Helton, who has been on the disabled list since July 7 with a lower-back strain and delayed his rehab assignment to strengthen his legs, went 5-for-10 with a double and five RBIs in the three games.
He returned to Denver on Monday and met with doctors, but said he had yet to consult with the club about whether he will return for Tuesday's start of a key two-game series with the Giants at Coors Field.
"I'm feeling fine," Helton said. "My legs and back felt pretty good. But I haven't talked to anybody [with the club]."
Helton said the decision would come after a discussion with the team.
Before the injury, Helton hit .246 with two home runs and 16 RBIs, and lacked not only home run power but the ability to hit line drives. Helton underwent back surgery in 2008, but rebounded last year to hit .325 -- fourth in the National League in batting.
Lately, the club has been using usual right fielder Brad Hawpe at first base. Veteran Jason Giambi has seen considerable time at first in Helton's absence, but manager Jim Tracy has limited his use of Giambi, hoping to save the veteran's legs for important pinch-hit duty down the stretch.
In Helton's last two healthy and productive seasons, 2007 and last season, he was a force in helping the team make the playoffs. Currently, the Rockies are third in the NL West, trailing the first-place Padres by eight games and the second-place Giants in the NL Wild Card race by 5 1/2 games.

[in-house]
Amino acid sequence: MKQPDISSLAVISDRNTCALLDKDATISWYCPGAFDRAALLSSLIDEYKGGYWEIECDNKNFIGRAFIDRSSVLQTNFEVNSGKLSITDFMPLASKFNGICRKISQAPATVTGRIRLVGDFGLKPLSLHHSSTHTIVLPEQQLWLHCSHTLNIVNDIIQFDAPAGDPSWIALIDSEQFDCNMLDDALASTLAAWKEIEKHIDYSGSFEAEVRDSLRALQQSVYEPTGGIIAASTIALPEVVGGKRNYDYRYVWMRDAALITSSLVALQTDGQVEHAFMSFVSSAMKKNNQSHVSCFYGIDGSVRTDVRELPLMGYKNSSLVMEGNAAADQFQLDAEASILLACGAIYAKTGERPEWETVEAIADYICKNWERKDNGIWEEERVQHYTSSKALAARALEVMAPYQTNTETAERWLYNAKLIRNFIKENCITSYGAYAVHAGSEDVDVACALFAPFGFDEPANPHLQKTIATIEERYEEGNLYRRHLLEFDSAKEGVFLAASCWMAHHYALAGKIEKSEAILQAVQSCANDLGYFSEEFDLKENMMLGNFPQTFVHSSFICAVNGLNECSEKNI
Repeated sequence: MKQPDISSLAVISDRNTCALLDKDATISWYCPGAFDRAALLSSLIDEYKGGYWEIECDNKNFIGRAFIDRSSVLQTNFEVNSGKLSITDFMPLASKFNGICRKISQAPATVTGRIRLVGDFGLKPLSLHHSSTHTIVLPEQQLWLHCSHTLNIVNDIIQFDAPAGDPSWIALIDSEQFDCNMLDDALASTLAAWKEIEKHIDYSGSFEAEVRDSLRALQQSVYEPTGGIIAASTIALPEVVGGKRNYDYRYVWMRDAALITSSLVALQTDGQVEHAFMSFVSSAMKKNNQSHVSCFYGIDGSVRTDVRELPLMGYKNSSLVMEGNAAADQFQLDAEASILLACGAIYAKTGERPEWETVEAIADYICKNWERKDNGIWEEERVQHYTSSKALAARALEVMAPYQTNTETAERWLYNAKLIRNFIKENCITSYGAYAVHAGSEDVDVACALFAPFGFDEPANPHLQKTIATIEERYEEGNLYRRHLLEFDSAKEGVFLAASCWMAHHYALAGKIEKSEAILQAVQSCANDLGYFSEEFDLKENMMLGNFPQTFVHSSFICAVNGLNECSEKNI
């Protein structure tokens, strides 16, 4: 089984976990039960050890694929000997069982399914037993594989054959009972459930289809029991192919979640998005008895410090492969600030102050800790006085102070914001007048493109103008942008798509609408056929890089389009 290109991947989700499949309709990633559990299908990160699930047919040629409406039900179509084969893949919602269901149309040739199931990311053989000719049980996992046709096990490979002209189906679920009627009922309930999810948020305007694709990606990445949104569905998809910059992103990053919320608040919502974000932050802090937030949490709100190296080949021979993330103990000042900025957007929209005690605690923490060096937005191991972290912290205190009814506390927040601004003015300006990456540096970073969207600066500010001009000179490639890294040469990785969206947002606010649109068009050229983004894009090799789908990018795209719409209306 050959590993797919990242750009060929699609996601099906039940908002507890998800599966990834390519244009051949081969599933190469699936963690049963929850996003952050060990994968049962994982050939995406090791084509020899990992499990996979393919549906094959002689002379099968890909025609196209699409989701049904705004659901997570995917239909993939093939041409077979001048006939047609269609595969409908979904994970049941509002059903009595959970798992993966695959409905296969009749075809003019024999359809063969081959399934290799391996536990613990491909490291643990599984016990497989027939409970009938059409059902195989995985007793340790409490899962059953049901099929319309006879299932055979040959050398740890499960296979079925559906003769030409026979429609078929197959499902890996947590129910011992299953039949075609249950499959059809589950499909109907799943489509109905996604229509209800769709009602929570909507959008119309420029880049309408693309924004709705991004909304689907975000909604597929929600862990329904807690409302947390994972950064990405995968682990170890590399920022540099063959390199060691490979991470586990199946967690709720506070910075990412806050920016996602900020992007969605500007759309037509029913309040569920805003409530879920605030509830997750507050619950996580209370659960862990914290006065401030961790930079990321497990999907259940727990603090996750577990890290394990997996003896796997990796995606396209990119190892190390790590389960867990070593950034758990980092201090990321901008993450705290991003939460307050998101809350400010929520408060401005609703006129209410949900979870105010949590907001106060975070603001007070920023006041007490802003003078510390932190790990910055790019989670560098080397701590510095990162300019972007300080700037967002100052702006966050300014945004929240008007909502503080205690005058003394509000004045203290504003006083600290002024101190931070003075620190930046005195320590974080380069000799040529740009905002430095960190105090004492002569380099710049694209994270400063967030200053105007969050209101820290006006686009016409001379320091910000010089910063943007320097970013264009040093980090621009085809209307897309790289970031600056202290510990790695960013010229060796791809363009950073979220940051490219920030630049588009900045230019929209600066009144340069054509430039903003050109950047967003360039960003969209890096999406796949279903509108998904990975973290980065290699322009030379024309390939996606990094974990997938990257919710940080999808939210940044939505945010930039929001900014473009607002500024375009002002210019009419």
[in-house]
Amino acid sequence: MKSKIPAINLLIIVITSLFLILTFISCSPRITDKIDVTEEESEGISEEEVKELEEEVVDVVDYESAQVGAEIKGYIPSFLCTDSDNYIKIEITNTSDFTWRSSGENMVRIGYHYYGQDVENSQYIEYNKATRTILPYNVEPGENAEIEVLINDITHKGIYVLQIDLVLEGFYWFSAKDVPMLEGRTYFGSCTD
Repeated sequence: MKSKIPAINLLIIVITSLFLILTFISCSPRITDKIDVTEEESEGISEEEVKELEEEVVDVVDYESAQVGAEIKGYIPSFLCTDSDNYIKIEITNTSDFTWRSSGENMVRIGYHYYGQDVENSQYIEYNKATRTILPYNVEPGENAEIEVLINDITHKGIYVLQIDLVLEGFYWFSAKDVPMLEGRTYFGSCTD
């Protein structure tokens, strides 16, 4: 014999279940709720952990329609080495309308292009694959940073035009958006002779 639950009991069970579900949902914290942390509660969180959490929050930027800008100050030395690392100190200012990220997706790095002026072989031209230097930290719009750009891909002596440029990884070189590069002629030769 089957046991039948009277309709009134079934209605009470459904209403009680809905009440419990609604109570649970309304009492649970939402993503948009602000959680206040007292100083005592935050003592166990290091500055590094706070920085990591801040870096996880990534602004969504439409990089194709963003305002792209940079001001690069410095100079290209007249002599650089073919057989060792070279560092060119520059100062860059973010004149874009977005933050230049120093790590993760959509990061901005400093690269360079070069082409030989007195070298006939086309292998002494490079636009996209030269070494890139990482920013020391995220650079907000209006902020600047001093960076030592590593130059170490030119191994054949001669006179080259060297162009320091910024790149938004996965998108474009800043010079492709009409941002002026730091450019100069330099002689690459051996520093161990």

Helton, who turns 37 on Aug. 20, has appeared in five All-Star Games, won four Louisville Slugger Silver Slugger awards, and three Rawlings Gold Gloves award. He also has been to a World Series.
Not often does such a player appear on the same field as players at the lowest rung of the Minors. His time in Casper drew overflow crowds to Mike Lansing Field, which, incidentally, is named after one of Helton's former Rockies teammates.
It was no doubt a thrill for his teammates, three of them who were born in 1991. Helton found it refreshing as well.
"Oh, it's a great group of guys, and they're willing to do anything it takes to get to the big leagues," Helton said. "They're really young. I'm almost 20 years older than some of them."
Thomas Harding is a reporter for MLB.com. This story was not subject to the approval of Major League Baseball or its clubs.